Leadership Q&A: Vernon Jordan

Article excerpt

Byline: Lazard Freres

During more than 40 years in public life, Vernon Jordan has headed the United Negro College Fund, led the Urban League, been a confidant to U.S. presidents, served on various corporate boards--and most recently, advised President George W. Bush as a member of the Iraq Study Group. In the latest in his series of interviews as part of the NEWSWEEK-Kaplan M.B.A. program, NEWSWEEK Chairman and Editor-in-Chief Richard M. Smith spoke with Jordan, who is senior managing director at the investment bank Lazard Freres. Excerpts:

SMITH: Why do some politicians fail and why do some corporate executives fail? What are the common threads?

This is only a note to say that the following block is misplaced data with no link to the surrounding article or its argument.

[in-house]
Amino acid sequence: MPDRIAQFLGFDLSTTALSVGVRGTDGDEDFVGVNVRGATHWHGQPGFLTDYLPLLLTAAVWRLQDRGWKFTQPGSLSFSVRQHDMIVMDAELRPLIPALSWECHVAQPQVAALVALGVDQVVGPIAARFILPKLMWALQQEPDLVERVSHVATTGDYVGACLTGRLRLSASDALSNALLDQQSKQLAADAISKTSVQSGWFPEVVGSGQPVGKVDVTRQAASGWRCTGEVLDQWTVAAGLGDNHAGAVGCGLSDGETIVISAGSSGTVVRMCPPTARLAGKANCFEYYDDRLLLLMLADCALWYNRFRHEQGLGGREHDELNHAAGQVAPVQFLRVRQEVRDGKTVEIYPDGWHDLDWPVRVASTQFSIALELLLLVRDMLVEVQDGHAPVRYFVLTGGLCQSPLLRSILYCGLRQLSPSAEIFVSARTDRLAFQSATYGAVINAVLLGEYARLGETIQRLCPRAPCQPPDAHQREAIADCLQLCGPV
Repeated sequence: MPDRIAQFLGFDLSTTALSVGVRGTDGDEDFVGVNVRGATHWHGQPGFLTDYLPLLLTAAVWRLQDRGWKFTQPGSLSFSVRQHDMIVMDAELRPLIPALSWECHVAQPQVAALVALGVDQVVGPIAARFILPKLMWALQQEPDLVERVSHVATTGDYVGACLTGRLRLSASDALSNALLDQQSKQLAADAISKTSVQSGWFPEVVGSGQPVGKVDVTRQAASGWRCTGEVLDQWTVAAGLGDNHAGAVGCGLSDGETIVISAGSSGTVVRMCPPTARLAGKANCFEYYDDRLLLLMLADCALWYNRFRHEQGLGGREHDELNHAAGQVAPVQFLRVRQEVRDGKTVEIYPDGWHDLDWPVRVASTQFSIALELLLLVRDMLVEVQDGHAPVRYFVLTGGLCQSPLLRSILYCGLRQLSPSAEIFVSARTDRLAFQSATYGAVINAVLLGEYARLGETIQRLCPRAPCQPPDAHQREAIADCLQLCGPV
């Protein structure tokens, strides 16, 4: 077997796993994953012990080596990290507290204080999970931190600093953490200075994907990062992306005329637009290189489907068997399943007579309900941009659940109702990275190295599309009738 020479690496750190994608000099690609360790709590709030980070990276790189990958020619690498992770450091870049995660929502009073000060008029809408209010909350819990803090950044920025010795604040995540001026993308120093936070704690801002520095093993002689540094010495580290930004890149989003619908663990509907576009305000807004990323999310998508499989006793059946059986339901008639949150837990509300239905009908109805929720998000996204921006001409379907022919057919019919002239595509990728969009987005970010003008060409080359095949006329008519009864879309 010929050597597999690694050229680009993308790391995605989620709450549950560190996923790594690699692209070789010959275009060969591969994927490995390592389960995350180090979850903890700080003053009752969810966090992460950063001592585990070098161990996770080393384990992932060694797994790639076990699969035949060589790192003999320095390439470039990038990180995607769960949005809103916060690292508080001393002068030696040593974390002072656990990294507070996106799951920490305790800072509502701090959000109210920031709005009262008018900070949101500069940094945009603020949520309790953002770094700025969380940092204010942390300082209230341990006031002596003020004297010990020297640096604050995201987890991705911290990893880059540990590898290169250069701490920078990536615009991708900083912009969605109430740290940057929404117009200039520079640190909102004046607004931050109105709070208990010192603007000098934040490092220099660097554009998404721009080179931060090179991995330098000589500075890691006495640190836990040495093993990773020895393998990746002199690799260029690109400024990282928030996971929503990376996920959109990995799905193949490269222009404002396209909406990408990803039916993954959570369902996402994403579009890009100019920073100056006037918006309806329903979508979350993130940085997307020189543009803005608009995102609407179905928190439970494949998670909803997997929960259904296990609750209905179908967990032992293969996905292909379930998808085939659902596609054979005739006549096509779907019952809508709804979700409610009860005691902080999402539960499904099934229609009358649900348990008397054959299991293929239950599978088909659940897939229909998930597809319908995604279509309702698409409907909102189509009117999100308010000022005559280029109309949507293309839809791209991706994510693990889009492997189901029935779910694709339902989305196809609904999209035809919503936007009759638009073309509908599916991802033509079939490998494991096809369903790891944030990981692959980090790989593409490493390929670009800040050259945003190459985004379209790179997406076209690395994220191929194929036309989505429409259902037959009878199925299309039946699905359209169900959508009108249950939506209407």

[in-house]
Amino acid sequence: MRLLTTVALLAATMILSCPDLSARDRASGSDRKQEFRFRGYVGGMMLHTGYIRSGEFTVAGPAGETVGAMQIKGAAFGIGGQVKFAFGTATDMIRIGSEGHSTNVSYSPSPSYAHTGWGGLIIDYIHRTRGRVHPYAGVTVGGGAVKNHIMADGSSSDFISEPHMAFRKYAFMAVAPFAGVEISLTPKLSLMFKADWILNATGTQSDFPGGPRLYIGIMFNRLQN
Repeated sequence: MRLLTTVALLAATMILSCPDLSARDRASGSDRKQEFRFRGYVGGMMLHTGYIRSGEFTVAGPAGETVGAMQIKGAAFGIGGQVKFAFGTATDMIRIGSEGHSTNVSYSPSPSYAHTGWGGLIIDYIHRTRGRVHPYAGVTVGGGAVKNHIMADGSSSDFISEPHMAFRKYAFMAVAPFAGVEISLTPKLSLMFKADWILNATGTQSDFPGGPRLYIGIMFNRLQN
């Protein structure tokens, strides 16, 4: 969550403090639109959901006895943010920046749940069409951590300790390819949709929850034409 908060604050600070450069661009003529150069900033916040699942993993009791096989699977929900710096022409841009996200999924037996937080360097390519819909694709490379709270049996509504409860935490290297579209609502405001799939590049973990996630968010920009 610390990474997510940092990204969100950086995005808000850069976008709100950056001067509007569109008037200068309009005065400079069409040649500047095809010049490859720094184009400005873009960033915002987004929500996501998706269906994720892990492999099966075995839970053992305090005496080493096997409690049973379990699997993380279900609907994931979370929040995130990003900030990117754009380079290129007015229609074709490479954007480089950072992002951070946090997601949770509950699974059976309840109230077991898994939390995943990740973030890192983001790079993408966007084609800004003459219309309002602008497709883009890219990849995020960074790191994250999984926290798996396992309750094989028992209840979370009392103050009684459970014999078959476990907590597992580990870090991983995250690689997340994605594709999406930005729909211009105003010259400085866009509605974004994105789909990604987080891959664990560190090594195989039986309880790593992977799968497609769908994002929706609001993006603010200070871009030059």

JORDAN: I think some people fail because they have tin ears--they don't listen. Other people fail because they don't have competent people around them. Other people fail because while they may have some notion about where they're going they don't have much appreciation of how to get there. Abraham Lincoln had a very interesting notion about leadership. It's fascinating that in 1860 he hired his presidential rival, Salmon Chase, and another guy from Ohio he beat for the Republican nomination, into his cabinet ... It's a huge mistake, oftentimes, to punish an opponent. I think that's probably truer in corporate America than in political America. …